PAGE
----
Saturday, August 6, 2005

The Desert Forgets the Rain

The Sonoran Desert has a terrible memory for weather, especially this time of year.  When it rains as hard as it did last night, the desert forgets that's it's suffered through a decade-long drought, and fails to drink deeply of the water the clouds offer.  The next day, it forgets this, too, and drinks it after all, whatever the sun and clouds don't snatch away first.  Soon there is no sign that it rained recently, except for the deposits of dirt and debris, and the occasional fallen tree.

Still clogged with debris, but dry.Today I tried to find you photographic evidence of the storm I wrote about last night, but there was little to be seen.  The streets were dry, the stalled cars were long gone, and even the downed tree near Fifth and Wilmot was being hacked apart so it could be hauled away.  At least, I assume that was the meaning of the truck and workers I saw from a distance.  It didn't seem worth being late for work to go find out for sure.

I did find debris, though, some of it trash but most of it torn from trees and bushes by the wind and rain.  I was right about this storm drain next to St. Michael's, for instance.  It was clogged with palm leaves and twigs and such.  About two feet from this stretch of curb was where I saw the crashing waves of water last night.

Dry this morning.

By lunch time, the sky was mostly blue and the ground was mostly dry, but the debris was still there.

Last night's river returns briefly as a puddle.

Late this afternoon it rained again.  I was busy inside at work, and totally missed the shower, if that's what it was.  When I left work at 5:45, even the clouds had forgotten what they were about, and shook loose only the occasional drop.  The ground still vaguely remembered what had just happened, enough to still have small, rapidly drying puddles, mere shadows of last night's rivers running along city streets. 

A puddleat St.Michael's, 5:45 PM.

All this heat and then rain, wet and dry and wet again, cracks the pavement as it expands and contracts.  By the end of summer, most streets and parking lots are cracked like this.  That's probably part of why there always seems to be road work all over Tucson, but nothing ever actually improves much, or for long.

The wash is dry - until the next big rain.

Last night, John said I'd be able to go out today and get pictures of water in the washes and rivers.  The rivers are a little farther than I wanted to drive on my way home from work tonight, so I  went over to the wash behind the high school near 22nd and Kolb. It was dry, at least on the surface.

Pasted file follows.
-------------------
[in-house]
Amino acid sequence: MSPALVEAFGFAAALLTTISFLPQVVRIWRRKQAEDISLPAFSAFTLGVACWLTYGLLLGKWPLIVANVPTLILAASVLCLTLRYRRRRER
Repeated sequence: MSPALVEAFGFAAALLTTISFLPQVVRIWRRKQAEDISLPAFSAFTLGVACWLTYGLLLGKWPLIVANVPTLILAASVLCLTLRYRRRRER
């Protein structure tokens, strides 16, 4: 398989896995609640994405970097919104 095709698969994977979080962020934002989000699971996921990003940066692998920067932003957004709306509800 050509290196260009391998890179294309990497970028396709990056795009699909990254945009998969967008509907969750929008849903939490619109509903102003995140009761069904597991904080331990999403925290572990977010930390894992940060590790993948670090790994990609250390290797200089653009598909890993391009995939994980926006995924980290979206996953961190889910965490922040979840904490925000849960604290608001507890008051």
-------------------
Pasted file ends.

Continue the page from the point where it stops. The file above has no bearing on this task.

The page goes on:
the roots of the trees know that water is there.  That's why washes are green.

Underground, though, it was probably a different story.  When they're not paved over, washes are the greenest places in the city.  Most of the runoff sinks into the pebbly soil, feeding the tree's thirsty roots.  The result is an arid approximation of a river ecosystem, almost a "riparian habitat."

The sign is ready, just in case.

Dry as this wash was, the road hazard sign was still up, in case it rained again.  And indeed it did, an hour later, for about five or ten minutes.  When I went outside, it stopped.  There were puddles at Safeway, but nothing dramatic.  And I knew that the desert would quickly forget this rain, too, and leave us dry again - and perhaps longing for another storm, one big enough to leave benign evidence of its passage.



rap4143 said...

Reading blogs, is an education learning about the different climates, weather conditions around our country. Thanks for sharing.
The east coast we have a lot of rain but right now in dry spell.

gotomaria said...

Yes, it is quite an education seeing this pictures. We have relatives in Arizona and get some desert reports from time to's been very hot there. Also have some relatives in Oklahoma where the winds get pretty crazy with tornados and the like.

Although it rains alot here in Seattle on the West Coast and we sometimes have flooding when the rivers rise it's mostly very temperate and mild.  July and August are the nicest times to be in Seattle with the sunniest skies and warmest temperatures. The morning fogs begin to roll in early in August....signaling the coming of a change to cooler and more humid weather not far off into the future.  The fog began this morning...:)

ryanagi said...

Interesting about the pavement. You'd think they would come up with a solution to the heat/wet/heat thing and make asphault that can take the expansion and contraction.